The Memphis, TN Sit-Ins
The Sit-In Movement Began at a Store Lunch Counter
1960 Memphis, TN Sit-Ins
Using the successful model of the Nashville, TN sit-ins of February 1960, Memphis, TN college students took the initiative to end racial injustice in their own city.
- A small group of LeMoyne Owen college students organized sit-ins on March 18, 1960.
- The Main Library in the city of Memphis was targeted (40 students sat at tables).
- Later, demonstrations were held at department stores (more than 300 demonstrators were arrested on loitering charges)
- Local National Association for the Advancement of Colored People (NAACP) secretary Maxine Smith helped in the struggle. As a result, buses and city parks were later integrated.
Sit-In "Do's" and "Don'ts"
Memphis protesters used many of the same sit-in "Do's" and "Don'ts" that the successful Nashville demonstrators used during sit-ins:
- Do show yourself friendly on the counter at all times.
- Do sit straight and always face the counter.
- Don't strike back, or curse back if attacked.
- Don't laugh out.
- Don't hold conversations.
- Don't block entrances.
Protesters were also to look like model citizens by dressing up in their best Sunday clothing.
1964 Civil Rights Act
Although The Civil Rights Act of 1964 declared segregation at lunch counters unlawful, unending prejudice caused sit-ins to continue in some areas of the South even after passage of the Act.
The Civil Rights Act of 1964 declared segregation at lunch counters unlawful, but unending prejudice caused sit-ins to continue in some areas even after passage of the Act.
Segregation After The 1964 Civil Rights Act
Memphis Sit-Ins Helped to End Segregation
What Is a Sit-In?
Dictonary.com defines a sit-in as "any organized protest in which a group of people peacefully occupy and refuse to leave a premises." The dictionary goes on to describe a sit-in as an "organized passive protest, especially against racial segregation, in which the demonstrators occupy seats prohibited to them, as in restaurants and other public places."
It all began on February 1, 1960 when four African American North Carolina college students, who had just purchased school supplies at Woolworth's in Greensboro, decided to be served at the lunch counter.
In 1960, Four College Students Started The Sit-In Movement
History of the Sit-In
On February 1, 1960, four African American college freshmen (Joseph McNeil, Franklin McCain, David Richmond, and Ezell Blair, Jr.) from the North Carolina Agricultural and Technical College walked into an F.W. Woolworth Company store in Greensboro, North Carolina. After purchasing some school supplies, the students went to the lunch counter and politely asked to be served.
One student was quoted as saying, "We believe, since we buy books and papers in the other part of the store, we should get served in this part."
The students sat at the lunch counter until the store closed and still were not served.
A larger group of students returned the next day. The story spread and civil rights organizations got involved in the protests. In a couple of weeks, students in eleven cities including Memphis, TN; held sit-ins. Woolworth and S.H. Kress stores were primary targets.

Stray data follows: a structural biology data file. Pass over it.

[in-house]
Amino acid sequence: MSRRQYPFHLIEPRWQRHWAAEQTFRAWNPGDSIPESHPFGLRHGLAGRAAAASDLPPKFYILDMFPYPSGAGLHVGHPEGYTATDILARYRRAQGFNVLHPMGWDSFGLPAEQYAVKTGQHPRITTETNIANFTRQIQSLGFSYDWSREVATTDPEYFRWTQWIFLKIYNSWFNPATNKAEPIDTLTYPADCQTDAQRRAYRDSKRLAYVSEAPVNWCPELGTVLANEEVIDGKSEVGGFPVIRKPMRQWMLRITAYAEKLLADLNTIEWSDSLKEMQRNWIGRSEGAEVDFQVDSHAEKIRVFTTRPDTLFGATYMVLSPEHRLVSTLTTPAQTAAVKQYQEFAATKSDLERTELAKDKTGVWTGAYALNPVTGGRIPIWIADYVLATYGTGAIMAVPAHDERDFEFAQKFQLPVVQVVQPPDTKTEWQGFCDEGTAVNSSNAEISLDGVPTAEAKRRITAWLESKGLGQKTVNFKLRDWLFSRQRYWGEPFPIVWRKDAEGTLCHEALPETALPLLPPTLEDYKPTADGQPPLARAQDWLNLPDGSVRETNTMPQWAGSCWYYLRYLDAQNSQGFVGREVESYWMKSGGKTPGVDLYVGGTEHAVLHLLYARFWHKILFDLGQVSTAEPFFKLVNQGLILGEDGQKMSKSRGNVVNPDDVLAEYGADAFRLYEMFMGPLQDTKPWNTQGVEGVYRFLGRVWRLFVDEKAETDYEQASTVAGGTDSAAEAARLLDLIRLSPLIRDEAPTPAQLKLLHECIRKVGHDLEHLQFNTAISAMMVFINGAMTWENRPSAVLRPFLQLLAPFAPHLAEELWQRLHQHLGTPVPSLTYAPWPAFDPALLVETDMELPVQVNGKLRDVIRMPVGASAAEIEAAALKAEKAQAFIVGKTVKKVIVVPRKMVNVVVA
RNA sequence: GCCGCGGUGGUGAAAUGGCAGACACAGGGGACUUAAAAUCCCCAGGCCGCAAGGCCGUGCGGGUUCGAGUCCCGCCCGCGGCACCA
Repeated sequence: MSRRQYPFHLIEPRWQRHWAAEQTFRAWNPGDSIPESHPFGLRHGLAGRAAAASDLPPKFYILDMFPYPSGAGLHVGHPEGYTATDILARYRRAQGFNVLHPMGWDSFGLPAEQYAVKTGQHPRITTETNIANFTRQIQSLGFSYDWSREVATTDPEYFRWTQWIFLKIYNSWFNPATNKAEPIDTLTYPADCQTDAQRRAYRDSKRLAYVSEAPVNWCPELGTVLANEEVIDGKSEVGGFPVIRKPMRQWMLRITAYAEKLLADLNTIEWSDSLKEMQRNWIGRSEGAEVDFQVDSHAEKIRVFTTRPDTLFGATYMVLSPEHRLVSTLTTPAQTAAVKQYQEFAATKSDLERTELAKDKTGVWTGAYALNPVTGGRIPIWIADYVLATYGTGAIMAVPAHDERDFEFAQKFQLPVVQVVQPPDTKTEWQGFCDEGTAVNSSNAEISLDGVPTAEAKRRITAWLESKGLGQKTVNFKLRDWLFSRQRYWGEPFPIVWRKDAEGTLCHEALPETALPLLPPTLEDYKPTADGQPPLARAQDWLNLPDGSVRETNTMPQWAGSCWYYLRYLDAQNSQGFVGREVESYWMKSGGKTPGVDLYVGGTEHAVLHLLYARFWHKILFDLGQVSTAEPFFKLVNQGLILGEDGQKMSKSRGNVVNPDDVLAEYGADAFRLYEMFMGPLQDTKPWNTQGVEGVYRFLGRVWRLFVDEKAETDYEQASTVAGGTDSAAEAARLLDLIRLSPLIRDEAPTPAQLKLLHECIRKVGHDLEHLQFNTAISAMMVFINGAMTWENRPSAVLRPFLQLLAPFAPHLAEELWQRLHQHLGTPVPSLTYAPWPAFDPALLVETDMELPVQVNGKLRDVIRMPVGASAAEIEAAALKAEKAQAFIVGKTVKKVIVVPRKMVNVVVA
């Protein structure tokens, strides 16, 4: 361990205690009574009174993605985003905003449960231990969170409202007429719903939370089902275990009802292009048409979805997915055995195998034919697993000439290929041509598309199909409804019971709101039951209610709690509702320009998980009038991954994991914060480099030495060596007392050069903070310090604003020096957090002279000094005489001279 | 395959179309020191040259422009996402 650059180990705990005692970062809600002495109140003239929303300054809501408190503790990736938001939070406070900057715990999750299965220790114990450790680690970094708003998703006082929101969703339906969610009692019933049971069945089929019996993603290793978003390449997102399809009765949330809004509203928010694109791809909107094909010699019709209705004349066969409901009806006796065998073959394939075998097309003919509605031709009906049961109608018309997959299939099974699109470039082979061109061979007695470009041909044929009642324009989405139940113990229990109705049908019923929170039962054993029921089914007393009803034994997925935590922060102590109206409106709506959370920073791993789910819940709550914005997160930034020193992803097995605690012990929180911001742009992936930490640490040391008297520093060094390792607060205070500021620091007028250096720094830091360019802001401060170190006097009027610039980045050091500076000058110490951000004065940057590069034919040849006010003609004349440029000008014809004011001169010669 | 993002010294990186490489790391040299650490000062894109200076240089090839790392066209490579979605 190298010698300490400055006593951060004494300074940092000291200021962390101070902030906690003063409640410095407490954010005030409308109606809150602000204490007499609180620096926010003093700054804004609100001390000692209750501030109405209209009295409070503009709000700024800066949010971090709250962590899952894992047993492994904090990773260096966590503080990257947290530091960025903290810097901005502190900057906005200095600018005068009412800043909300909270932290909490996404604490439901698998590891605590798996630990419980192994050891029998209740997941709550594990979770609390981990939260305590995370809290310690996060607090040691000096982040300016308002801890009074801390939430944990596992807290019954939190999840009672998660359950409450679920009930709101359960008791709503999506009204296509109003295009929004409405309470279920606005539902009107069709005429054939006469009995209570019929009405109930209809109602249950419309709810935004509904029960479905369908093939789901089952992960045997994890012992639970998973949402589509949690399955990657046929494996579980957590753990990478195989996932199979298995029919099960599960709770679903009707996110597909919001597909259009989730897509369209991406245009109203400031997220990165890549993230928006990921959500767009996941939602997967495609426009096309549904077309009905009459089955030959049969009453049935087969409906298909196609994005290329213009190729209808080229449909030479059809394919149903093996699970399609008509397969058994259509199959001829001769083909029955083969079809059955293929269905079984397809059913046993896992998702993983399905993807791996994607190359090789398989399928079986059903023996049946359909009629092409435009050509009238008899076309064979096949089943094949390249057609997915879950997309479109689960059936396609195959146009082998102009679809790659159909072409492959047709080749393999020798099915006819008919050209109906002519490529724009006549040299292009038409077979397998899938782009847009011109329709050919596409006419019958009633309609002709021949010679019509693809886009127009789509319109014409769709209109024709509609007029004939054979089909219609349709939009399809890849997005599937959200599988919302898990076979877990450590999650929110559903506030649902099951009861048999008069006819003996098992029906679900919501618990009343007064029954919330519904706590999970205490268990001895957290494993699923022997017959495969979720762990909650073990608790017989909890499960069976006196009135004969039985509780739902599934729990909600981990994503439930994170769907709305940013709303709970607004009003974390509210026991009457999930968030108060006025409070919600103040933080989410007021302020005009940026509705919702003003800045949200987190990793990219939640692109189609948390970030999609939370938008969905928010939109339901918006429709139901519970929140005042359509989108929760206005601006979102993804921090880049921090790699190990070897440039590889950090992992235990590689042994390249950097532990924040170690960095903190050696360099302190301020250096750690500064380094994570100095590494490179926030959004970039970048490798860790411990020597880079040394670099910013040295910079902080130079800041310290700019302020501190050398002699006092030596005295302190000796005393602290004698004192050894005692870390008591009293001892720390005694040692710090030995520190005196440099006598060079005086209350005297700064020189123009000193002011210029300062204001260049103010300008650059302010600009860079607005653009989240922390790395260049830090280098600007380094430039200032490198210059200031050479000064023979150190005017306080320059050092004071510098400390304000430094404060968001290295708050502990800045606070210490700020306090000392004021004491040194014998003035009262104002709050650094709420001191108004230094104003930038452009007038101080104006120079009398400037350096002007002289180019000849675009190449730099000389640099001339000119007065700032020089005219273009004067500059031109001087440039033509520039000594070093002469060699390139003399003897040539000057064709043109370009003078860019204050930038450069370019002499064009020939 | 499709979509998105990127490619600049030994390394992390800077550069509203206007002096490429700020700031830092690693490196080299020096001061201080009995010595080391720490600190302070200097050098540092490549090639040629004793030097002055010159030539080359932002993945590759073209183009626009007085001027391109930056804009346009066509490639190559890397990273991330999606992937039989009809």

The sit-ins were planned as follows:
- A group of students would go to a lunch counter and ask to be served.
- If the students were served they would move on to the next lunch counter.
- If the students were not served, they would not move until they had been.
- If the students were arrested, a new group would take their place.
- The students would always remain nonviolent and respectful.
The Greensboro Sit-In
Do we still need sit-ins?
Do you think sit-ins can be a useful tool to improve injustices in today's society?
Northerners Entered the Movement
Northern students began demonstrating at local branches of chain stores that were segregated in the South.
A Columbia student named Martin Smolin led demonstrations at Woolworth's. Smolin stated; "People have asked me why northerners, especially white people, who have been in the majority in our picketing demonstrations in New York, take an active part in an issue which doesn't concern them. My answer is that injustice anywhere is everybody's concern."
When asked if he was advocating that Blacks in New York stay out of national chain stores such as Woolworth's, Congressman Adam Clayton Powell of Harlem stated; "Oh no. I'm advocating that American citizens interested in democracy stay out of these stores."
Memphis Students Sit-In For Adam Clayton Powell
In 1969 students of the Black Student Association of Memphis State University asked President C.C. Humphreys for funds to bring forth U.S. Rep. Adam Clayton Powell as a speaker.
When Humphreys refused the students returned days later, sat in his office, and refused to leave.
On that day; April 28, 1969, more than 100 black and white students were arrested.
Memphis Students Sit-In For Adam Clayton Powell
The passive resistance of the sit-in movement greatly dampened the flames of inequity in the South.
The Power of Nonviolence
Louis Emanuel Lomax earned his Ph.D. at Yale Universiy in 1947. An African-American author, he was also the first African-American television journalist.
Concerning the sit-ins, Lomax stated, "They were proof that the Negro leadership class, epitomized by the NAACP, was no longer the prime mover in the Negro's social revolt. The demonstrations have shifted the desegregation battles from the courtroom to the marketplace."
The sit-ins demonstrated the power that nonviolence had to change society.
By the time 1960 had ended, 70,000 people had participated in sit-ins, and 3600 had been arrested.
The passive resistance of the sit-in movement had greatly dampened the flames of inequity in the South.